CB: Sure. So, our friend Nick Dagan Best is not listening to this episode.
PW: Yeah, but it was very slight. And there were some that weren’t quite as into looking at the horoscopes, but it was kind of more or less equal. But, yeah, Leo was the dominant one. But, yeah, that was the general point. Just so it’s kind of annoying that the people who are looking for astrological insight aren’t looking for it in the right places. Astrologers are kind of ready to provide the services, and a lot of times astrologers are looking to support themselves with astrology. And that’s just kind of a fundamental mismatch between the way they are searching and the way it’s being advertised. Well, a few–
CB: And it becomes like a feedback loop as well because then if people are using those search terms, they’re gonna end up with–Most of the time, not all the time there are respectable horoscope column writers–
PW: Mmm. Oh yeah. Absolutely.
CB: –which is just astrologers that write horoscope columns and therefore will draw in some of that traffic. But then sometimes also you end up with not very good astrology sites like astrology.com for example which is like generally not regarded as like a bastion of highly intellectual like advanced astrology things most of the time, but instead it’s more of like a website owned by a huge corporation that’s just looking to figure out how much money they can make from their domain and generally not hosting very good astrology where you have other websites like amazing websites that have really good resources and try to provide a genuine service to the astrological community like Astrodienst. But how many general consumers will just get on Google and search for Astrodienst as their primary search term, I’m guessing not very many.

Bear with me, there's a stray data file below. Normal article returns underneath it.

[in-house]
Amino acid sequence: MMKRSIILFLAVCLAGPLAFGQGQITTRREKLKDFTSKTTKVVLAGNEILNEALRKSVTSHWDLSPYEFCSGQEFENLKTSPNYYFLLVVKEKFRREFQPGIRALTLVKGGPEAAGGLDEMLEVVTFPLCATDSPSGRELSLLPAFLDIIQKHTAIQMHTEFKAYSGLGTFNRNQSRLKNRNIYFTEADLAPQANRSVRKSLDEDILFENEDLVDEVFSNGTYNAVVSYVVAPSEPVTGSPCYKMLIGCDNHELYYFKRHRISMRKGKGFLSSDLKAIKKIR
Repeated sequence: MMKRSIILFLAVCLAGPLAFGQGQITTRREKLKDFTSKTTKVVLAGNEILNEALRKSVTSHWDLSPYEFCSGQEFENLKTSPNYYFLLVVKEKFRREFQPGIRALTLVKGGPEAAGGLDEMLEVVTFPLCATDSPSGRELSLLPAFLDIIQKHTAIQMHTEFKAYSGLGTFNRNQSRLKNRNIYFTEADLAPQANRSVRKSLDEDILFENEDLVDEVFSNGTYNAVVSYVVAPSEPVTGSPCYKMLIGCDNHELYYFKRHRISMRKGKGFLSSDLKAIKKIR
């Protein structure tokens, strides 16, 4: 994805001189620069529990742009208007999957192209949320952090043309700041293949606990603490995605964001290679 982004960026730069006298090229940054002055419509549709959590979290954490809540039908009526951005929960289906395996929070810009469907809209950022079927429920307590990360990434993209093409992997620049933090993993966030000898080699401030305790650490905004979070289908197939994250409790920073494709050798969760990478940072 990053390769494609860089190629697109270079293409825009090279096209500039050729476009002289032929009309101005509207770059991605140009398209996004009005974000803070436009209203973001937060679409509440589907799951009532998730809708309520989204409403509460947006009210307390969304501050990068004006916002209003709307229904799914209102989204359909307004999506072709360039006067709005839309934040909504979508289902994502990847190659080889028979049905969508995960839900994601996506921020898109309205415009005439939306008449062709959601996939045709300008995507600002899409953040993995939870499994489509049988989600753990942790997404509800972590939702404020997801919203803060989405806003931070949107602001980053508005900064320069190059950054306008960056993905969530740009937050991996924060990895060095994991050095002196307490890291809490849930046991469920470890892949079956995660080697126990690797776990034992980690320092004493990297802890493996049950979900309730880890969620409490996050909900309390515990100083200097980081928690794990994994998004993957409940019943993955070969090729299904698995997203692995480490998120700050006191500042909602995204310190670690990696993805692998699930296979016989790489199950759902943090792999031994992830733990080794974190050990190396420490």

PW: Right. Well, there is some good news which is that astrologers might be able to use this information. And maybe they should be thinking of more ways to cater to the search term horoscope while like cramming in everything they can–[laughs]
CB: Right. So–
PW: –around it to kind of advertise the fact that they can get a value-added service beyond–
CB: So try to think about what keywords you’re using. Perhaps you could wonder to start a podcast for example. Perhaps you could call it something like the, let’s say, astrology podcast just hypothetically if you’re trying to target certain search terms. Or if you want to write a political blog, maybe you could call it the political astrology blog perhaps.
CB: Just spitballing here.
PW: Yeah. Well, you are definitely calling it that big time.
CB: Secret’s out.
PW: So, yeah, SEO I guess is gonna be good for anyone who’s doing business online. But, yeah, just sort of kind of sucks that people who want astrology are not necessarily searching for it in the way that they could get it. Well–
CB: All right, that’s good for number eight. So, number seven. What is number seven?
PW: Highly religious people think you’re the devil.
PW: I guess I’m talking more specifically about–My main frame of reference for religious opponents of astrology have been American conservative Christians. I know that this will be really interesting to have heard–I can’t wait to hear the second part of your talk with Sam about religion and astrology cuz I know that other religious traditions have different attitudes towards it. But my main experience has been with conservative Christians who think that it’s Satan worship or something. There’s a reference in Deuteronomy to astrologers being an abomination to the Lord, and there’s a reference in Isaiah that says astrologers will be burnt like stubble. And I guess my reaction to that is that there are countless references to astrology all throughout the Bible. And there’s even a quote directly from Jesus, Luke 21:25 where he says, “There will be signs in the Sun and the Moon and the stars.” He’s talking about the end of the world or something. I forget the exact context of that passage, but it seems like a fairly clear endorsement of astrology. That’s essentially in a nutshell what we’re talking about. We’re talking about signs in the Sun and the Moon and stars. He may be talking about the wandering stars which are the planets if it’s coming from the Greek.